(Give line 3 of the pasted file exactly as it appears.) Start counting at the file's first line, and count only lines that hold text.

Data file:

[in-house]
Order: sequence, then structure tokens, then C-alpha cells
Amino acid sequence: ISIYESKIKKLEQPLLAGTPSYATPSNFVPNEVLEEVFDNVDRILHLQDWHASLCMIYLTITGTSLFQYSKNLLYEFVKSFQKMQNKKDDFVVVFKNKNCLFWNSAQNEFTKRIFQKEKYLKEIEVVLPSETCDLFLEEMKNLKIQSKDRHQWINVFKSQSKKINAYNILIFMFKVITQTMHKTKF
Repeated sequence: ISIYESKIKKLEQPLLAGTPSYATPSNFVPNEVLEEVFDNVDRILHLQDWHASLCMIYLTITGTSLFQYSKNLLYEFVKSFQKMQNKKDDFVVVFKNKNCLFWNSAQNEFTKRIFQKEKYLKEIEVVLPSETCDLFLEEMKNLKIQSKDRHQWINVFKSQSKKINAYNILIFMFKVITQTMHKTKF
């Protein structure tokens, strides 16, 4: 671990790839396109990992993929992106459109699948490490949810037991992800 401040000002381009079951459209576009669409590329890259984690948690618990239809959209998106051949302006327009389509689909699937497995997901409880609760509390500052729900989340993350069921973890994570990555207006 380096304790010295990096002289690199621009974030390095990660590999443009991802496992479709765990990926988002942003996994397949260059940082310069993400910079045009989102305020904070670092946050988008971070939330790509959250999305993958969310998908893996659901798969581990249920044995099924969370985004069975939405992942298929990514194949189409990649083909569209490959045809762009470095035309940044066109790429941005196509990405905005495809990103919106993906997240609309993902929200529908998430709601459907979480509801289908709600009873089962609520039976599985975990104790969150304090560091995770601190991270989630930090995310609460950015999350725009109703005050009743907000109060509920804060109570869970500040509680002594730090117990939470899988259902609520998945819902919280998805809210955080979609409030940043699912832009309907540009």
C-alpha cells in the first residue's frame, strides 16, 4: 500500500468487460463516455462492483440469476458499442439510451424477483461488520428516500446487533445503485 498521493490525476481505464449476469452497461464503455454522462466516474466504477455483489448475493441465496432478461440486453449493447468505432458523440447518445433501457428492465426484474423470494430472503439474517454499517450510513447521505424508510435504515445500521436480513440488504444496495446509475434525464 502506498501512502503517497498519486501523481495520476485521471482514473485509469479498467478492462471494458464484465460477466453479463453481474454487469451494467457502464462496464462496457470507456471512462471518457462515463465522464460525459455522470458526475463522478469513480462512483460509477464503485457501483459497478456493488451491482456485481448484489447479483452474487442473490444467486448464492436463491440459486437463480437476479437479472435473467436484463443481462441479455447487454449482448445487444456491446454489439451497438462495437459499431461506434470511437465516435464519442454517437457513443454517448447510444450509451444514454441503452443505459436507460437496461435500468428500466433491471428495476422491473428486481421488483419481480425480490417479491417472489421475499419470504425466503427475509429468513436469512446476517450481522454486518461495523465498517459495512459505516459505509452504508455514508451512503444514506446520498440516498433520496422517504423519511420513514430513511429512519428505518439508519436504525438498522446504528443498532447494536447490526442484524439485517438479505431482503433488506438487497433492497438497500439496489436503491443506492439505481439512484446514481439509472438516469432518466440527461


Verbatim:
Amino acid sequence: ISIYESKIKKLEQPLLAGTPSYATPSNFVPNEVLEEVFDNVDRILHLQDWHASLCMIYLTITGTSLFQYSKNLLYEFVKSFQKMQNKKDDFVVVFKNKNCLFWNSAQNEFTKRIFQKEKYLKEIEVVLPSETCDLFLEEMKNLKIQSKDRHQWINVFKSQSKKINAYNILIFMFKVITQTMHKTKF